Who will replace the unsatisfied demand?

According to research conducted by Daxue Consulting, until 2013, China was a very lucrative market for foreign and especially French cosmetic brands, such as L’Oréal Paris, Lancôme, Clarins, and Dior. Today, they face increasing competition from their Korean counterparts, but also from Chinese companies, such as the skincare brand Pechoin (百雀羚). China Daily reports Pechoin seeing increased sales in November 2017, up by 200 percent YOY and being the first store to reach 100 million sales on Tmall in 2016.

Weibo, is also used as a platform for cosmetic lovers to search and share relevant information, underlines the shift taking part in Chinese consumers’ minds.

South Korea-China Tensions-AmorePacific

The keyword search results on Weibo for Amore Pacific after THAAD. Source: Weibo micro index

South Korea-China Tensions-Pechoin

The keyword search results on Weibo for the Chinese skin care brand Pechoin(百雀羚)after THAAD. Source: Weibo micro index

According to Weibo micro index (微指数), in the last three months, the keyword search results relating to AmorePacific declined rapidly from 5,640 to under 940 after THAAD movements escalated in March. Pechoin (百雀羚), however, is experiencing increasingly high search results, surging in early April 2017 and fluctuating from 1,300-2,600 throughout the rest of the month.

An Era of Korean-free Entertainment in China?

Loser: S.M. Entertainment, Korean’s largest entertainment agency with a fall in stocks of 8.2 percent, and Chinese domestic TV series and reality shows that feature Korean actors.

Winner: A new generation of Chinese stars.

The Korean wave or so-called ”Hallyu”(韩流)is huge in China. The impact of Korean pop stars and actors from popular Korean dramas on Chinese consumption behavior is impressive. They are trendsetters with regards to what they eat, wear, and use, thus influencing a variety of industries. Korean celebrities are regularly featured in Chinese ads ranging from cars to cosmetics or smartphones, all of which employ these pop stars to be their spokespeople. According to Bloomberg, in April 2016, a new episode of the melodrama “Descendants of the Sun,” reached 2.3 billion Chinese views within two days.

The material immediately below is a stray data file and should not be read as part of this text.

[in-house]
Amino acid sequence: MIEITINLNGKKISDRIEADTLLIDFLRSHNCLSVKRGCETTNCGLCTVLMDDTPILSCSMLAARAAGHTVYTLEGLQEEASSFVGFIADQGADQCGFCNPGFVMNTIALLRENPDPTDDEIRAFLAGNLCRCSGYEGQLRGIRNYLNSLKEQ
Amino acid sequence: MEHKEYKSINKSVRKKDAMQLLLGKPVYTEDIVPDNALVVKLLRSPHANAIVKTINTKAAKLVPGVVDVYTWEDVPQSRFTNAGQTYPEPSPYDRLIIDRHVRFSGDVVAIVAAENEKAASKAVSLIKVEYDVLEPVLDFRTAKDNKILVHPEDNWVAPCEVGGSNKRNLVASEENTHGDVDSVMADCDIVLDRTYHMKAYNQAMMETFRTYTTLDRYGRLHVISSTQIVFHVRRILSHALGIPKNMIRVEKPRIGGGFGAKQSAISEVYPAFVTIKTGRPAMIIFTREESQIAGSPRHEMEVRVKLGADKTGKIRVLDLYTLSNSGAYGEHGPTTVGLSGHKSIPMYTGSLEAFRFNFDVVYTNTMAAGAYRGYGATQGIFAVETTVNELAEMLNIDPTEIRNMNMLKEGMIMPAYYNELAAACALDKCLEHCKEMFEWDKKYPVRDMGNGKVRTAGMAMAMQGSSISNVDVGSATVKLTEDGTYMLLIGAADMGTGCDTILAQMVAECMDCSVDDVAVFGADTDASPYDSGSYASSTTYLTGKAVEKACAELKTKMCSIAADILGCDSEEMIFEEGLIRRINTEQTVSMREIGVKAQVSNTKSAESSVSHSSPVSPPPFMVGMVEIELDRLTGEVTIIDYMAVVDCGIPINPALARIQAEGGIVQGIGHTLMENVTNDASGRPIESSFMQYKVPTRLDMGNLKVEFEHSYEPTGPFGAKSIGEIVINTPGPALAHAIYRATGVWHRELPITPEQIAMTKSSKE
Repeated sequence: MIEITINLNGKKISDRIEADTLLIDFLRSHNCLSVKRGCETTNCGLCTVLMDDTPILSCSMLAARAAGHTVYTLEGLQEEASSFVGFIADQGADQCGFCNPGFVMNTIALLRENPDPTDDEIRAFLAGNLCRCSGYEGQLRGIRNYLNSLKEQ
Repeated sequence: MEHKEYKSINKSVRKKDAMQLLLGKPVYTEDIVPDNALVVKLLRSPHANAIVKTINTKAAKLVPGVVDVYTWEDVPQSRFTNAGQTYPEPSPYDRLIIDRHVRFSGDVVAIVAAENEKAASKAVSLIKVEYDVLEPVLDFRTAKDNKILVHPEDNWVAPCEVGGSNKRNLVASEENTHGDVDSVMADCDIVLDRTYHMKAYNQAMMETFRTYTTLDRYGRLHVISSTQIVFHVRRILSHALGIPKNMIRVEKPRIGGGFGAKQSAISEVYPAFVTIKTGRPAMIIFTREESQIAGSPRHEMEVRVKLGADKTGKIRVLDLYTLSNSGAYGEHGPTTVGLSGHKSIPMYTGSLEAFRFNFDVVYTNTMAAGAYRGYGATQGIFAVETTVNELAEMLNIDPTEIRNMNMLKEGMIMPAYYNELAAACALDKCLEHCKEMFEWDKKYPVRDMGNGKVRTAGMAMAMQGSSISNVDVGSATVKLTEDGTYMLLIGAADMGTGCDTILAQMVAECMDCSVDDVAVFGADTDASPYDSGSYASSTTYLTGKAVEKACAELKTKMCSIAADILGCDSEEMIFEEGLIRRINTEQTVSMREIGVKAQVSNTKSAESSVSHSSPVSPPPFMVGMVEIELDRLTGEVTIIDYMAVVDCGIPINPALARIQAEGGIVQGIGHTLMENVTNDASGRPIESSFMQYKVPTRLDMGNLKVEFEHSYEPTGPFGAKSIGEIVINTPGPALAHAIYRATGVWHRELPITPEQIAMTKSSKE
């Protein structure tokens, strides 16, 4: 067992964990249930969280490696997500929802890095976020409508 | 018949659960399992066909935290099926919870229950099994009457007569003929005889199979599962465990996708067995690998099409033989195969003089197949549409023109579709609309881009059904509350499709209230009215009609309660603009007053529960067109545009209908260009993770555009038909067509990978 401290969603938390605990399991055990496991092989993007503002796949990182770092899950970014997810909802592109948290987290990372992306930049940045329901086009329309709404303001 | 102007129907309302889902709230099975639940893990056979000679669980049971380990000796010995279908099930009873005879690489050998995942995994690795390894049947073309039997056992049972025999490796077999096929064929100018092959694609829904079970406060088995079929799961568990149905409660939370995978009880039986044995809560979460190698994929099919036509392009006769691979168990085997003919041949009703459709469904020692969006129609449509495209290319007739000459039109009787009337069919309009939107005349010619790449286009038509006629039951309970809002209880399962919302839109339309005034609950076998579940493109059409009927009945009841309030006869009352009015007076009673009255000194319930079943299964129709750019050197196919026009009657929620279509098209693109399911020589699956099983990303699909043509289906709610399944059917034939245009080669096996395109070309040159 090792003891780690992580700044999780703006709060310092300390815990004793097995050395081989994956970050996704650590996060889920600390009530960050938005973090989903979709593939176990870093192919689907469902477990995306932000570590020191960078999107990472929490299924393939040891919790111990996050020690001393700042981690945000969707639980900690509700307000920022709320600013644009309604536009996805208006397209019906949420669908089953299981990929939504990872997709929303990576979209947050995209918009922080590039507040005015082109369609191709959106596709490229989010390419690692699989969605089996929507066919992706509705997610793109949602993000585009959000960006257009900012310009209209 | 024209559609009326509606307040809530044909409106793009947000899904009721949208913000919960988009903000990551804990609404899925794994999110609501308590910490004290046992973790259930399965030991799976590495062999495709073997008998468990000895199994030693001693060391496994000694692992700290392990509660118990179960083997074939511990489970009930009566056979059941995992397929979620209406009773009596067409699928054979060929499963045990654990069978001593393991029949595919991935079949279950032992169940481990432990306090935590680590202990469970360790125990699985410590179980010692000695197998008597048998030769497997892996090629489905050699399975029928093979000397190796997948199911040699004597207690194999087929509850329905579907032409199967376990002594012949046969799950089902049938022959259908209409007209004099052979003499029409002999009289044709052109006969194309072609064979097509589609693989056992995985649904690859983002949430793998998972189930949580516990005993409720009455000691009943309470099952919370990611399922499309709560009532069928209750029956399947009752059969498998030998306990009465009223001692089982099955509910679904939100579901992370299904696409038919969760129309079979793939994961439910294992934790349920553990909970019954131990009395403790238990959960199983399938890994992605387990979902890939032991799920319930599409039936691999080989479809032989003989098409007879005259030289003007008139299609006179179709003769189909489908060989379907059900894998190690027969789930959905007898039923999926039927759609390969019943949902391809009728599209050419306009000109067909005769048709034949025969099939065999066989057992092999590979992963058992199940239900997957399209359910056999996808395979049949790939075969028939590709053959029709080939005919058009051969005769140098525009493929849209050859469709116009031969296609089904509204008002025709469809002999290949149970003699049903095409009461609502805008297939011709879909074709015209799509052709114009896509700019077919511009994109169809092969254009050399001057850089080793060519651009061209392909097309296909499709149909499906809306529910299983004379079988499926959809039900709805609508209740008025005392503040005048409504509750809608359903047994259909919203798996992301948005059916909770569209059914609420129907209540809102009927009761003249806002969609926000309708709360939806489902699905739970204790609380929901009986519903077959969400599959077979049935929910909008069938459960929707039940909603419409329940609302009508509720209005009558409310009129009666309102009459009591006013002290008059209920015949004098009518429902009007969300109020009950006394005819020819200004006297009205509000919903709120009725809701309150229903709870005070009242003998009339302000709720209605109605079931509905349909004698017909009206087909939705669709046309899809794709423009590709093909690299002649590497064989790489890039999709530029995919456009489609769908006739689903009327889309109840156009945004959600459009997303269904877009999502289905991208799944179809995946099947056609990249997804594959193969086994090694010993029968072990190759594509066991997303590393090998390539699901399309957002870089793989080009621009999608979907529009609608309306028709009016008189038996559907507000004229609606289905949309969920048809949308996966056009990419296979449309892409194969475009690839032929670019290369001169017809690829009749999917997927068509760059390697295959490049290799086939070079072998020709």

South Korea-China tensions have taken their toll on the Korean entertainment industry, which is largely dependent on the Chinese market, as it is their second largest market for dramas, songs, and various media content. For example, according to Chun, big Korean brands invitations’ of Chinese KOLs, who have millions of followers, were retracted for unexplained reasons at the Liber-China (Guangzhou) International Fashion Week & Global Designer Exhibition(Liber 中国(广州)国际时尚周). It is very likely that these Korean fashion brands decided not to invite Chinese celebrities due to the political situation. What’s more, the Chinese government has imposed a ban on South Korean entertainers, and many Korean TV series and reality shows, no longer appear on Chinese websites. Radio stations have also stopped broadcasting any content related to South Korea, which has also led Chinese Internet portals to follow suit.

S.M. Entertainment, Korean’s largest entertainment agency, experienced a fall in stocks of 8.2 percent. Additionally, a survey by Seoul’s culture ministry showed 58 of 160 local media and entertainment firms are having their operations directly impacted by the South Korea-China tensions, such as cancellations of contracts.

Who else apart from South Korean entertainment firms are affected?

Although the ban seems to be in favour of Chinese entertainment, culture, and stars, Chinese operations are also experiencing hardships. Many Chinese shows, such as“We are in Love”(我们相爱吧)or ”I am a Singer”(我是歌手)got their copyrights from Korean producers, and are therefore facing substantial pressure from The State Administration of Radio Film and Television of China. They are required to add more Chinese elements and innovate more in the shows to distinguish themselves from the Korean originals.  Moreover, some Chinese  TV series such as“Emerald Lovers”(翡翠恋人)that have casts of both Chinese and Korean actors have gone on hiatus indefinitely, and will likely not resume until the conflict simmers down.